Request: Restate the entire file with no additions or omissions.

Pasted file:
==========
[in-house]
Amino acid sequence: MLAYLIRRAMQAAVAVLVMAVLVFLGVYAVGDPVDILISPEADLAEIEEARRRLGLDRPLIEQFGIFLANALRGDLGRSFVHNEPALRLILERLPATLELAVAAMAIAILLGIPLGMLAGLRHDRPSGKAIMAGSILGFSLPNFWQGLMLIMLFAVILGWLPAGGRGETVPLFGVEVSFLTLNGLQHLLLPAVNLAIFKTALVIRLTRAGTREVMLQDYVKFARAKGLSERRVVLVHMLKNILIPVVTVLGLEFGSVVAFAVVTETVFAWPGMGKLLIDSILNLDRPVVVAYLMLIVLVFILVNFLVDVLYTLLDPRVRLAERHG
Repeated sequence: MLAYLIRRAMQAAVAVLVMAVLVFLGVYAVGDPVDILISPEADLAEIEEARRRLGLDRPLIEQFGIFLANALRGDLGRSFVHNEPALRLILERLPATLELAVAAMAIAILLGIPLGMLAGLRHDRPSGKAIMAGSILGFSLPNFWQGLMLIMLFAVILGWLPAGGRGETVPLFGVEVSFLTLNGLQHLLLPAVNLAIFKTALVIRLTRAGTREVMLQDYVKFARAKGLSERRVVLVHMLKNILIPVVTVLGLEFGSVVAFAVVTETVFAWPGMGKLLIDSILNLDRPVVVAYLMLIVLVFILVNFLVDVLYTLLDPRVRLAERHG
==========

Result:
[in-house]
Amino acid sequence: MLAYLIRRAMQAAVAVLVMAVLVFLGVYAVGDPVDILISPEADLAEIEEARRRLGLDRPLIEQFGIFLANALRGDLGRSFVHNEPALRLILERLPATLELAVAAMAIAILLGIPLGMLAGLRHDRPSGKAIMAGSILGFSLPNFWQGLMLIMLFAVILGWLPAGGRGETVPLFGVEVSFLTLNGLQHLLLPAVNLAIFKTALVIRLTRAGTREVMLQDYVKFARAKGLSERRVVLVHMLKNILIPVVTVLGLEFGSVVAFAVVTETVFAWPGMGKLLIDSILNLDRPVVVAYLMLIVLVFILVNFLVDVLYTLLDPRVRLAERHG
Repeated sequence: MLAYLIRRAMQAAVAVLVMAVLVFLGVYAVGDPVDILISPEADLAEIEEARRRLGLDRPLIEQFGIFLANALRGDLGRSFVHNEPALRLILERLPATLELAVAAMAIAILLGIPLGMLAGLRHDRPSGKAIMAGSILGFSLPNFWQGLMLIMLFAVILGWLPAGGRGETVPLFGVEVSFLTLNGLQHLLLPAVNLAIFKTALVIRLTRAGTREVMLQDYVKFARAKGLSERRVVLVHMLKNILIPVVTVLGLEFGSVVAFAVVTETVFAWPGMGKLLIDSILNLDRPVVVAYLMLIVLVFILVNFLVDVLYTLLDPRVRLAERHG